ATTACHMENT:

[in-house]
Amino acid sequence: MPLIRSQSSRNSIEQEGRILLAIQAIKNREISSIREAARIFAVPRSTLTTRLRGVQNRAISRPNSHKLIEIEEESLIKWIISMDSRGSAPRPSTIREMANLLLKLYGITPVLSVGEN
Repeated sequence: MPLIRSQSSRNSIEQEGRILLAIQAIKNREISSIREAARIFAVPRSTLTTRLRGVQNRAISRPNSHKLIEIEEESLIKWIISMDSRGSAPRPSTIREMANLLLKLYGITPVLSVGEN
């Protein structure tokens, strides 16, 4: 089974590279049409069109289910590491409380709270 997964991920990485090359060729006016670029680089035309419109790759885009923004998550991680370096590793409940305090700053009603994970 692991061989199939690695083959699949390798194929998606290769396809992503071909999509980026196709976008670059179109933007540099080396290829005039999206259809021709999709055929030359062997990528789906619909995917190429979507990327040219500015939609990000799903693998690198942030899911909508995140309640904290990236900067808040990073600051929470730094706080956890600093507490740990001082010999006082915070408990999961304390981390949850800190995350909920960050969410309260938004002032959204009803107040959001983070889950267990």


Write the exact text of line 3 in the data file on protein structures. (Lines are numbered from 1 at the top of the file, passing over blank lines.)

Repeated sequence: MPLIRSQSSRNSIEQEGRILLAIQAIKNREISSIREAARIFAVPRSTLTTRLRGVQNRAISRPNSHKLIEIEEESLIKWIISMDSRGSAPRPSTIREMANLLLKLYGITPVLSVGEN